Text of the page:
Early planetariums were either portable pictures of the starry sky painted on the inside of a sphere or dome, or mechanical models of the solar system. In late 17th century Europe, small model planetariums imitating the movement of planets around the sun were built inside clocks. Some of them even showed the revolution of moons around their planets.
During this time, one of the first planetariums, known as the Gottorp Globe, with a portable painting of the starry sky, was made in what now is Germany. The principal part of the planetarium was a hollow copper sphere 10.2 feet (3.1 m) in diameter with a table and a curved bench for 12 people inside it. The sphere's inner surface had the pictures of the constellations. The stars were gold-coated copper nail heads which shone by the light from a central oil lamp. A copper globe representing Earth lay on the table.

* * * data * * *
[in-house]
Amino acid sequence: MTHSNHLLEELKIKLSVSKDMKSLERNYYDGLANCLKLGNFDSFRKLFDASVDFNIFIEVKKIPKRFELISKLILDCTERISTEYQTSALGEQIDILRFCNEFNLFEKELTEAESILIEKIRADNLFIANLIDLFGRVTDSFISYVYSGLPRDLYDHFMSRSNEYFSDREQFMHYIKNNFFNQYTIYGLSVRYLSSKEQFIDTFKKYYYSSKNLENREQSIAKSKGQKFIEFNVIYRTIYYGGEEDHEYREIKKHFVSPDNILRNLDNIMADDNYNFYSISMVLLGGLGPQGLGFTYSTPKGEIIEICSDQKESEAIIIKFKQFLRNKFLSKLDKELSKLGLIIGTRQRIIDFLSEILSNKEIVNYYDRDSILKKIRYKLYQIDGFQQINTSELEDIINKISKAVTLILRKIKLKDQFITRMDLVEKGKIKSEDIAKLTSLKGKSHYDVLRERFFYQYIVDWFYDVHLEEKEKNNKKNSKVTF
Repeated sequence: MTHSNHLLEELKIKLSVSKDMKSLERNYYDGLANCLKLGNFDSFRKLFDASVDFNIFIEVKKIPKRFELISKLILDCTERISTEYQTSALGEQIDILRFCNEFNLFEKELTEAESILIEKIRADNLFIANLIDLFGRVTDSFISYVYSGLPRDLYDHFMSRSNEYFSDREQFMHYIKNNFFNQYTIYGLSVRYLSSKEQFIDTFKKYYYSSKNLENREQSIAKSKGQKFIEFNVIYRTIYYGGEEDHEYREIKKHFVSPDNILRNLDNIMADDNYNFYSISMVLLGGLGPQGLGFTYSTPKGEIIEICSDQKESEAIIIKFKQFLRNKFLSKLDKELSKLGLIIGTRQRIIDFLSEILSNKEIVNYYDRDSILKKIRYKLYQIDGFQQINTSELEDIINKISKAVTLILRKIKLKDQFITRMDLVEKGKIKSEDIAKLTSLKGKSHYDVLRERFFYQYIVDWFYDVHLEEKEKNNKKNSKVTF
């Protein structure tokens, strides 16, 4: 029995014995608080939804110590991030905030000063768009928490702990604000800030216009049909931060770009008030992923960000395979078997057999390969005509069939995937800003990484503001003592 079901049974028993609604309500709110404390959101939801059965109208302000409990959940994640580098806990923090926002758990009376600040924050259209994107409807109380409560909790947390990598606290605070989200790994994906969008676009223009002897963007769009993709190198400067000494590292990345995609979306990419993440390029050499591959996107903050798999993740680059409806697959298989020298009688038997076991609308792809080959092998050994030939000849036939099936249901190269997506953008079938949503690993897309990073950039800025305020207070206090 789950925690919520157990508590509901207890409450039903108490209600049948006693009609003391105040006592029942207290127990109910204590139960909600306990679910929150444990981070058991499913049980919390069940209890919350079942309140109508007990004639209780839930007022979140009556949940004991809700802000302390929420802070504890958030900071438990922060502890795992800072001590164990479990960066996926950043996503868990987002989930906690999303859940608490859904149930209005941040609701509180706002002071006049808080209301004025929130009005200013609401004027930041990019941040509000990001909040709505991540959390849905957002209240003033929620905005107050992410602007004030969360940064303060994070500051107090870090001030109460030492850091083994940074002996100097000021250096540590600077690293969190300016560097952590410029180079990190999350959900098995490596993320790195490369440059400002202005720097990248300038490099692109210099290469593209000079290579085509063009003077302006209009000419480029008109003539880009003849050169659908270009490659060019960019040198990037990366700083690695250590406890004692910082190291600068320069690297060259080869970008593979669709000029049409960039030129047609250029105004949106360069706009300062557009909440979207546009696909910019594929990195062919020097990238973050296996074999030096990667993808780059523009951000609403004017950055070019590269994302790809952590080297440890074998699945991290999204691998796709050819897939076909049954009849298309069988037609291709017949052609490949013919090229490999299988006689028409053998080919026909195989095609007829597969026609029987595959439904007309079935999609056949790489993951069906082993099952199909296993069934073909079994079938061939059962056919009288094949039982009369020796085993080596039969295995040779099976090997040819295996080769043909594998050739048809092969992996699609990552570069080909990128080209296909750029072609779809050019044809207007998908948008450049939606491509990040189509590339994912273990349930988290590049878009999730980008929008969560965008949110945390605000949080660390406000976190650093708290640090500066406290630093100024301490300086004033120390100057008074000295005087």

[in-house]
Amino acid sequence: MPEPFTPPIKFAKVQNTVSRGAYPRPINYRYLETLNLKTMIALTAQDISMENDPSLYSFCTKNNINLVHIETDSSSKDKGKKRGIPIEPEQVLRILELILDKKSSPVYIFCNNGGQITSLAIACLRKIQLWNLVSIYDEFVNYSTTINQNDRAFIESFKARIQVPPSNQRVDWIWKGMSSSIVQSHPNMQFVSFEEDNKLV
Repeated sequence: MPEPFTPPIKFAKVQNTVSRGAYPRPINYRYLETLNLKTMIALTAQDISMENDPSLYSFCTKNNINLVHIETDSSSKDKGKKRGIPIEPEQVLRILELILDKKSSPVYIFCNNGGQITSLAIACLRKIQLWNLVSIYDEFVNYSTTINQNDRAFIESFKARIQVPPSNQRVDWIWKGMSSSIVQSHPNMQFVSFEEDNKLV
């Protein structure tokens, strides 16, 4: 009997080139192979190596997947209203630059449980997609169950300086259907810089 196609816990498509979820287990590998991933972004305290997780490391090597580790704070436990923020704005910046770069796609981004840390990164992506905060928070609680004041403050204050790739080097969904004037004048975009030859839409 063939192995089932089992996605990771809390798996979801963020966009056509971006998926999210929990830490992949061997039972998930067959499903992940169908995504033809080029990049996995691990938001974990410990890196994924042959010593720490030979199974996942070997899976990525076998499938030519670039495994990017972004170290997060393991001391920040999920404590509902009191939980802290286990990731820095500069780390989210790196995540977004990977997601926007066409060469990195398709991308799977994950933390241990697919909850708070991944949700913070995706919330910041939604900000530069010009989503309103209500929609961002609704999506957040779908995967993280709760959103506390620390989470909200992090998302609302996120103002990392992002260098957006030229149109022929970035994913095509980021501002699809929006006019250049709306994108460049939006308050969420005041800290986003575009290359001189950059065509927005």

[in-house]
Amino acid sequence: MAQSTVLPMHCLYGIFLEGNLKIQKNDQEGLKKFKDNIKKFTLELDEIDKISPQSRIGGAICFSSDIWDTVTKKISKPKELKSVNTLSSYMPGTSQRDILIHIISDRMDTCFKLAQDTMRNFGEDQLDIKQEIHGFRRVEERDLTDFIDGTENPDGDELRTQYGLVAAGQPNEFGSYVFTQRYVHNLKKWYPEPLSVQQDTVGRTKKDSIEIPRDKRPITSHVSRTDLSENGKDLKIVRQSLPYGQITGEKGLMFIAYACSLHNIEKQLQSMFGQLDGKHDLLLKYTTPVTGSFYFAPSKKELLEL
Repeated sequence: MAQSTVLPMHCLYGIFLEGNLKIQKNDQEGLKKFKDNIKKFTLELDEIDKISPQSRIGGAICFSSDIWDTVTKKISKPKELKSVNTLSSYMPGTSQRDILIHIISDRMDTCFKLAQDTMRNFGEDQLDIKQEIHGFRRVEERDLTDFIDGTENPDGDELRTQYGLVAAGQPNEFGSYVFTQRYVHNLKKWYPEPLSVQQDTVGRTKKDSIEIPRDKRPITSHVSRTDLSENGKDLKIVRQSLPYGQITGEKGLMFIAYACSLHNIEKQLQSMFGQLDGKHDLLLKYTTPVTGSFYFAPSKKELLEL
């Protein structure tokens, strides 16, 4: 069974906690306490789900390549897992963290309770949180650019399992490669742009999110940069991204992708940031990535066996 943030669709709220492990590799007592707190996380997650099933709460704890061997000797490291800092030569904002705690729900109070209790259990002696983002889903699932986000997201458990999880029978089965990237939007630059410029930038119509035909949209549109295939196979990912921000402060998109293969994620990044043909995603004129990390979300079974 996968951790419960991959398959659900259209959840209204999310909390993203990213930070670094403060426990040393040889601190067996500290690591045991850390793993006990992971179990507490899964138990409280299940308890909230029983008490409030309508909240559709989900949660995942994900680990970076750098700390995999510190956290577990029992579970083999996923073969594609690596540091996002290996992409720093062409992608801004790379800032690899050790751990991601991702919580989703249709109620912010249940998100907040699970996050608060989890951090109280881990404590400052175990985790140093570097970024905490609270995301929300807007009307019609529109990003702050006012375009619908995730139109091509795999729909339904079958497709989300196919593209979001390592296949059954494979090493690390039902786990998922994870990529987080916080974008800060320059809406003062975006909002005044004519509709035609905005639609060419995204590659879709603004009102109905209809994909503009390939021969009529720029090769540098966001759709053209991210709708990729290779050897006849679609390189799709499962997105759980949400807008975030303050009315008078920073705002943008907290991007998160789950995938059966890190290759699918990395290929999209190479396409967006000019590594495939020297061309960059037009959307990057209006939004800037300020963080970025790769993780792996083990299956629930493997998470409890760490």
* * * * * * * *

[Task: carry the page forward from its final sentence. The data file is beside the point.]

In the early 18th century, a model planetarium known as an orrerynamed for the Earl of Orrery, an Irish nobleman who had one made in 1712was built. To this day, small orreries are used by science teachers, because they help students understand the movements of the planets.
After the invention of electric lights and motors in the late 19th century, it became feasible to build large orreries. The first of these was installed in the Deutsches Museum in Munich, Germany, in the early 1920s.
At the center of a circular room was a large lighted globe, which represented the sun. Smaller lighted globes represented the planets and the smaller globes were suspended from the ceiling by rods. The rods were fixed to motor-driven cars that traveled along "orbital" tracks around the globe. Below the globe representing Earth was a small, motor-driven platform that an individual could ride. As the orrery ran, a rider could see a simulation of the planets' revolution around the sun from Earth's perspective. Similar kinds of orreries were later built at the Hayden Planetarium in New York City and at the University of North Carolina at Chapel Hill.